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Mark Arnold
 

‘Faith more important than healing?’

Maybe we should think about our own motivation for praying for healing for others; is there a risk that we are praying for healing for a loved one because that might make our life a little easier?

THE ADDITIONAL NEEDS BLOGFATHER AUTHOR Mark Arnold 28 FEBRUARY 2019 16:37 h GMT+1
Photo: Nick Karvounis (Unsplash, CC0)

I sometimes get asked what my views are on divine healing; whether I believe that God heals people, why he might heal one person and not another, even whether I’ve ever prayed for healing for James.  At a recent conference that I was speaking at I was asked this again, in the context of whether it is right to pray for the healing of someone else, someone who may not have even given their consent to be prayed for, in this case a child.



A lot of questions here; big questions, big implications for them… So, here we go…



Can God heal? Yes, there are many examples in the Bible, particularly but not restricted to the Gospels, where people are healed of a wide range of conditions. The blind see, the deaf hear, those that cannot walk are able to walk again and many more, often witnessed by crowds of people. Some of us will also have contemporary accounts of healing that we have witnessed. Not the fake healing of the TV evangelist, but genuine divine healing of someone brought about through earnest prayer. God can and does heal.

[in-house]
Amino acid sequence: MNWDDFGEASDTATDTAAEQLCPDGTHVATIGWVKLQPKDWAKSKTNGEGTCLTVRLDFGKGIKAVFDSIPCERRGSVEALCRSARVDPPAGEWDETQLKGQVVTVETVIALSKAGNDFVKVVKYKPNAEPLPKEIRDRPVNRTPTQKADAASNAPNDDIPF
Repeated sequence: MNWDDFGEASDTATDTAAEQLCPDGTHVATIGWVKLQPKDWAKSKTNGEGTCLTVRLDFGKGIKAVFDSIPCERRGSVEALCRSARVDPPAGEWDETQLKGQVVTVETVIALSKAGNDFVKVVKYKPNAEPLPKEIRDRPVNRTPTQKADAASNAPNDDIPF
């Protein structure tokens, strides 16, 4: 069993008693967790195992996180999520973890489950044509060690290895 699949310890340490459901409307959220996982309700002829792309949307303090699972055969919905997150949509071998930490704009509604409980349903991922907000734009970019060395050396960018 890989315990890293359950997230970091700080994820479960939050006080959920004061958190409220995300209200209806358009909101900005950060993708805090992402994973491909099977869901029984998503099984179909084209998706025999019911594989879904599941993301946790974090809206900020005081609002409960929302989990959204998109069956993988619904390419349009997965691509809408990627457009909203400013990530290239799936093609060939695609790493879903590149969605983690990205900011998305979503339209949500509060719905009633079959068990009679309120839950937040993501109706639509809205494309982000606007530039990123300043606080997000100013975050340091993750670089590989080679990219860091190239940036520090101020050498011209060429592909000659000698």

So why some and not others? Isn’t that unfair? Of course none of us can know the mind of God… that’s not a cheap cop-out, it’s reality.  Perhaps God heals some and not others because in eternal terms this is the wisest, best outcome. Perhaps by healing someone, the opportunity for others to be reached with the good news of Jesus might be lessened.



Let me give you an example of this, while at the same time answering the question about whether I’ve ever prayed for James to be healed of his Autism…



 



Mark and James.